i have some files in a folder and i want to print thier names in one file.txt in tabulary way like a text not one under one , is there any command for that ?

dd1.txt dd2.txt dd3.txt dd5.txt
  • 1
    ls -l dd*.txt > file.txt?
    – Panki
    Aug 1 '21 at 15:33
  • 2
    Do you need all on a single line or do you want to break the line as ls would ordinarily do? Do you need a specific delimiter between the names to separate them? How do you want to handle names that embed that delimiter?
    – Kusalananda
    Aug 1 '21 at 15:36
  • all in one single line and separated with space that's all ! . thank you . Aug 1 '21 at 15:45
  • 1
    If the filenames do not ever include spaces, echo * > file.txt might be enough. Aug 1 '21 at 16:13
  • 1
    ls -w0 dd*.txt will display as if your terminal was infinitely wide (though with wrapround). However, redirection to a file will behave like ls -1. Aug 1 '21 at 16:19

Assuming there's no need for recursing down into subdirectories:

printf '%s\n' * | paste -d ' ' -s - >other/path/file.txt

This would list all the visible filenames from the current directory on a single line in the file other/path/file.txt.

I'm choosing to write to a file in some other directory, as writing to file.txt in the current directory would make that filename part of the output. Make sure that the output filename is free to use first, obviously.

The printf utility is usually a built-in utility in the shell, so it would be able to handle this even though * may expand to many thousand names (note that printf is not a built-in utility in sh or ksh on OpenBSD though). The utility generates a filename per line, but without interfering with the formatting of the names themselves, which ls may be doing under some circumstances.

The paste command takes the newline-delimited list of names and puts them on a single line with spaces in-between them. The delimiter is easily changed using the -d option, if needed.

This would not properly handle filename with embedded newline characters, nor would it be possible to extract filenames with embedded spaces from the generated list.

  • Note that it would print a line containing a litteral * if the current directory contained no visible file (contained only hidden file or was not readable by the current user) Aug 1 '21 at 21:49
$ files=(*)
$ echo "${files[@]}"
dd1.txt dd2.txt dd3.txt dd5.txt
  • 1
    That assumes the first filename is not something like -n, -neenEn... and/or that none of the file names contain backslash characters, depending on the echo/shell implementation and/or runtime/compilation options. With ksh/zsh, print -r - "${files[@]}" ("${files[@]}" is ksh syntax already). With bash (and provided the posix and xpg_echo options are not both on): echo -nE "${files[@]}"$'\n'. Aug 1 '21 at 17:54
  • 1
    Also note that with some shells and with their default options, that would output *<newline> if the current working directory contained no non-hidden file. Aug 1 '21 at 17:56
  • @StéphaneChazelas all true, thanks for mentioning it. I think it's probably adequate for the OPs needs anyway but we'll see if it turns out otherwise.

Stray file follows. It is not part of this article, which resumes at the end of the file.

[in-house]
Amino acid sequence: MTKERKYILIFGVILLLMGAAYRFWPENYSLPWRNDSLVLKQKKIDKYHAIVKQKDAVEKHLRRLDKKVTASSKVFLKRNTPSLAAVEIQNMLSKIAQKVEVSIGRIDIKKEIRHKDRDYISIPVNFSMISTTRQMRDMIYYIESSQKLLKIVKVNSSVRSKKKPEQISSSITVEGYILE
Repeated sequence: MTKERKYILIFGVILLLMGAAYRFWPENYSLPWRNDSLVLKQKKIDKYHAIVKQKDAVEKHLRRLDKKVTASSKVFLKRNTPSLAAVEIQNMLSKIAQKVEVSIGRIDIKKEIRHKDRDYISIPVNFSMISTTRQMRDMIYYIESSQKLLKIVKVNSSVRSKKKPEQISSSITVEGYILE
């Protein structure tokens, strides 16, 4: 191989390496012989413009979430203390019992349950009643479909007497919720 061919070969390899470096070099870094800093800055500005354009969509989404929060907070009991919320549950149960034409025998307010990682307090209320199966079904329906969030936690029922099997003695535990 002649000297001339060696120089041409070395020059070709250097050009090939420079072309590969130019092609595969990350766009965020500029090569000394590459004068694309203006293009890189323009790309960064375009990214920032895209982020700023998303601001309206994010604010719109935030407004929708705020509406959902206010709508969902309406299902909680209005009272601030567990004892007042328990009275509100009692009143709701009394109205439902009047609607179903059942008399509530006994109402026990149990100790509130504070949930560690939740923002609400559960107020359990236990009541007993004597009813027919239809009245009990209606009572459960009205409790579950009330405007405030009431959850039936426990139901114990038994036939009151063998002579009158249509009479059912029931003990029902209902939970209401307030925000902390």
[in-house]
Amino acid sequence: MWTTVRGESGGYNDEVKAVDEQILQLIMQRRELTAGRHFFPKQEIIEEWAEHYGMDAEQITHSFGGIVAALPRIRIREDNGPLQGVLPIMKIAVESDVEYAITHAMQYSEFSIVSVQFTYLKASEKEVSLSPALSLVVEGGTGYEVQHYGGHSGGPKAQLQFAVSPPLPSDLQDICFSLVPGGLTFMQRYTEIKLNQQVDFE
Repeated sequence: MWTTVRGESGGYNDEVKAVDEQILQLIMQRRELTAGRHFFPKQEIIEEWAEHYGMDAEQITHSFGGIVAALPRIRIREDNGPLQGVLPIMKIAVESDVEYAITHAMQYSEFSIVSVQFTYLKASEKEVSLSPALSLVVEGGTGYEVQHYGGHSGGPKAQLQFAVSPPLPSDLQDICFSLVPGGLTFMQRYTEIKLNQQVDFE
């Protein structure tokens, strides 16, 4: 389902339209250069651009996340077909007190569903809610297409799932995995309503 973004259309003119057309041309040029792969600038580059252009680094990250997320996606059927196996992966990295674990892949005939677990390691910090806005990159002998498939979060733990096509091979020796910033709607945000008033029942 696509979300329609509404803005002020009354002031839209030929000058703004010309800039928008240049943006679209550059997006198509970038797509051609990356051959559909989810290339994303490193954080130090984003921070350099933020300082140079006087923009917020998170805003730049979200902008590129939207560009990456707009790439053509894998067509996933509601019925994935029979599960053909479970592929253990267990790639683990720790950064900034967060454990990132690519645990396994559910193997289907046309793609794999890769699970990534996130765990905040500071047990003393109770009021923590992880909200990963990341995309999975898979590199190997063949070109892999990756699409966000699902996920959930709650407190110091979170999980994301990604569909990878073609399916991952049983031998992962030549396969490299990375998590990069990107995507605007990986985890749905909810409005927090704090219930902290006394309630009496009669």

– Ed Morton
    Aug 1 '21 at 17:59

To print the names of the non-hidden files in the current directory, sorted lexically, separated by space characters and terminated with a newline character, with the zsh shell, you can do:

print -r - *(N)


echo -E - *(N)

With the fish shell:

set files *; echo -E -- $files

With the ksh93 shell:

print -r - ~(N)*

With the yash shell:

(set -o nullglob; ECHO_STYLE=raw echo *)

With bash, and provided the posix and xpg_echo options are not both enabled (as it is by default in some deployments of bash):

(shopt -s nullglob; set -- *; echo -En "$@"$'\n')


POSIXly (so would also work in bash (even when not in POSIX mode) and zsh (but only if in POSIX mode)):

set -- [*] *
case "$1$2" in
  ('[*]*') printf '\n';;
    printf %s "$2"
    shift 2
    printf ' %s' "$@"
printf '\n'

(bearing in mind that that one may fail in shell implementations where printf is not builtin and if there is a large number of files in the current working directory).

Note that all those will print an empty line if the current working directory does not contain non-hidden files or is not readable. In any case, the output will only contain one line if none of the file names contain newline characters.

It may come as a surprise that such a simple task should be so hard to do with standard shells, but here we have to work around a few misdesigns of Unix shells and utilities:

  • that echo (the command meant to output arguments separated by spaces) is one of the most unportable one and where the standard implementations do more than required in a way that can't easily be disabled.
  • that many shells including the POSIX sh specification leave globs unexpanded when they don't match.
  • that ls, the command to list files, doesn't have any way to produce that list in a format that is post-processable.
  • that lines cannot contain any arbitrary sequence of bytes (that's the case of text line representations on most systems, not limited to Unix let alone Unix utilities though).

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